3D-Printed Smart Glass Works More Efficiently Than Previous Designs

A team at the University of Delaware has invented 3D-printed “smart” glass that can cheaply and efficiently block out light or let it in to absorb or reflect heat when needed.

Researchers are devising myriad new ways to make building construction more eco-friendly and buildings themselves more energy-efficient. Engineers at the University of Delaware recently contributed to this effort by inventing new “smart” glass that can automatically reflect or absorb light when needed to help moderate temperature.

3D printing, smart glass, building construction, eco-friendly

Researchers at the University of Delaware have developed smart glass for building construction that is less expensive than previous designs. It can automatically let in light or block it out to moderate temperature. (Source: University of Delaware)

A team led by Keith Goossen, associate professor of electrical and computer engineering, developed panels—fabricated using 3D printing--that can switch between allowing sunlight it and blocking it out.

The team aims for the panels to be used in eco-friendly windows, windshields, roof panes, and in building envelopes to create buildings that have the ability to maintain more energy efficiency, he said. “By varying the solar reflectivity of a building envelope, reflecting sunlight when it is desired that the building be cooler, and absorbing when desired that it be hotter, the internal heating and cooling costs are lowered significantly,” Goossen told Design News.

While his team is not the first to develop a material for similar use with similar properties, there are two key differences in what Goossen’s team has developed and previous smart-glass designs.

One is that it’s significantly less expensive that what’s already available—about one-tenth the price, researchers said. The other is that it has both more transparency and more reflective capabilities in each of these states that other smart glass currently available.

The Glass Is Fluid Between Sheets of Plastic

Key to the design of the smart glass—which actually isn’t made from glass at all-- is a fluid, methyl salicylate, that sits in a chamber between two sheets of plastic. The plastic contains tiny cube-shaped structures that make the material retro-reflective. Retro-reflective means that the material bounces light back to its source, the same principle as a bike reflector.

Methyl salicylate has optical properties that are the same as those of the retro-reflective plastic. When combined, the light can pass through, and the system becomes transparent, a phenomenon called refractive index matching. “When the cavity between the panes is filled with a fluid whose optical properties match that of the panes, the facet reflectivity goes away and the panel becomes transparent,” Goossen explained.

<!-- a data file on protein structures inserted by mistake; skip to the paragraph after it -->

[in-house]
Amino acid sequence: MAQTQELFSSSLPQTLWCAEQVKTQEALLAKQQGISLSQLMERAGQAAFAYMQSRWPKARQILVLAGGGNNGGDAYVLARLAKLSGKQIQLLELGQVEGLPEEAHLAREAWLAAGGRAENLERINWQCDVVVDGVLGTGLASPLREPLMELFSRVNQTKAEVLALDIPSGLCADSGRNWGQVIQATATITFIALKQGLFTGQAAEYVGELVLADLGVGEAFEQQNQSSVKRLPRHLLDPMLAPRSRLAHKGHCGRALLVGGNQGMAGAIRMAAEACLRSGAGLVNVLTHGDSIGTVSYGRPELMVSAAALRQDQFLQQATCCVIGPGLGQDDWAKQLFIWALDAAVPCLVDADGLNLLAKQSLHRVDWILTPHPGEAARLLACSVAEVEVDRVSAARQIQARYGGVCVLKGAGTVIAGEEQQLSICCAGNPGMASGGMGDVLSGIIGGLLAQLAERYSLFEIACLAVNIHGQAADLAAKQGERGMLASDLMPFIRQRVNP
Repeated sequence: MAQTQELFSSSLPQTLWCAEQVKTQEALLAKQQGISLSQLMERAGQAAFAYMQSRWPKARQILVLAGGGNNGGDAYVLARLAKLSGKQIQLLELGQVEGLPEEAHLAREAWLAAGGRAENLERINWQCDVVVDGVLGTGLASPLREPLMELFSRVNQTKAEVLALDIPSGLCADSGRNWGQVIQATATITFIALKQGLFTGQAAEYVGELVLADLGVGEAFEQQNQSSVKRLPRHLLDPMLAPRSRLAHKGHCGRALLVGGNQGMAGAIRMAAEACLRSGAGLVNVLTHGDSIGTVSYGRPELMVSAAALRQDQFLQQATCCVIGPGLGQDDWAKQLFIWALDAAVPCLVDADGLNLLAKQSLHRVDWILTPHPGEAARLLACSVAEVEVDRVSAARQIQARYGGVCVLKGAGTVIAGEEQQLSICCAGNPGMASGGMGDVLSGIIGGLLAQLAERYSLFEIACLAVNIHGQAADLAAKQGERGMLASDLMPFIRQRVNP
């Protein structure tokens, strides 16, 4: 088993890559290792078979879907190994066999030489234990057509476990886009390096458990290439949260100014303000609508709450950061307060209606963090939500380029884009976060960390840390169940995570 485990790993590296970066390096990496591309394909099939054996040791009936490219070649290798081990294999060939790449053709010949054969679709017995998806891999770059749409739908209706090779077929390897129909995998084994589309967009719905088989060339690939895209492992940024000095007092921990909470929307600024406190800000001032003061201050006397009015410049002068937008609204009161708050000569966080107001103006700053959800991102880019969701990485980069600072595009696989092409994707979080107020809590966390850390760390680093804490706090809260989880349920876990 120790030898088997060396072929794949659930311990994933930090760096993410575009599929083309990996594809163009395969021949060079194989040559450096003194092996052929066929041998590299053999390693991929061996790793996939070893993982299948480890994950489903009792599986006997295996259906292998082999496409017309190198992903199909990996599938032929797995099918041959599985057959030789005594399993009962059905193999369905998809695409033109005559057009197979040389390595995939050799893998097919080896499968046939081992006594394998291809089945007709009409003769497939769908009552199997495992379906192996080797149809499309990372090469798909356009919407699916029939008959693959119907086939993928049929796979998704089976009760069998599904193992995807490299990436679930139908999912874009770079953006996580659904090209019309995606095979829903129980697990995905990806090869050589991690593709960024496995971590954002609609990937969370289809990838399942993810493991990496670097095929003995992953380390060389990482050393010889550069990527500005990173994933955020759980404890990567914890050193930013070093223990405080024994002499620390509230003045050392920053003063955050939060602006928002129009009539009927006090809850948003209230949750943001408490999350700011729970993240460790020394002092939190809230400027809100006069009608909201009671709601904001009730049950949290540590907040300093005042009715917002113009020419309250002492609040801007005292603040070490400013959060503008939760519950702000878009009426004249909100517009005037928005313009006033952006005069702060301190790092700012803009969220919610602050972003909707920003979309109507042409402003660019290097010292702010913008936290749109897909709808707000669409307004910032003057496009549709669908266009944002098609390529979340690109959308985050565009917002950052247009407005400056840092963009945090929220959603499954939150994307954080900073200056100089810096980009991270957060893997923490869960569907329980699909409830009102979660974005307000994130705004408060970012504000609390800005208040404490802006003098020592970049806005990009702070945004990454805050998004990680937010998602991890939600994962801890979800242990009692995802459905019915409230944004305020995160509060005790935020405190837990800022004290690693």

Switches from Clear to Reflective Without Degrading

In tests published in a paper last year in the journal Optics Express, the smart-glass system designed by the team demonstrated an ability to switch from transparent to reflective a thousand times without degrading.

After the publication of that paper, Goossen improved the design even further, replacing the cubes in the plastic with a reliance solely on the total internal reflection of one-dimensional structures layered perpendicularly. This rendered the glass highly reflective at up to a 60-degree angle of incidence, he said. “It performed better than we thought it would based on our theoretical understanding,” Goossen said.

Other Applications and Mass-Production Eyed

In addition to its use in more energy-efficient construction, variable transparency privacy panels and use in automotive manufacturing also are potential applications for the smart glass, he said.

An aspect of the design that’s helpful to making it cost-effective is that Goossen used 3D printing to make the prototypes. “We fabricated our prototypes using a 3D printer and the material Veroclear,” said Groossen. The fabrication technique can translate into a mass-production process that allows for high volume at a low cost using injection molding, Goossen said. Researchers currently are working on transferring their lab fabrication process to this high-volume one, he added.

Elizabeth Montalbano is a freelance writer who has written about technology and culture for more than 15 years. She has lived and worked as a professional journalist in Phoenix, San Francisco and New York City. In her free time, she enjoys surfing, traveling, music, yoga, and cooking. She currently resides in a village on the southwest coast of Portugal.

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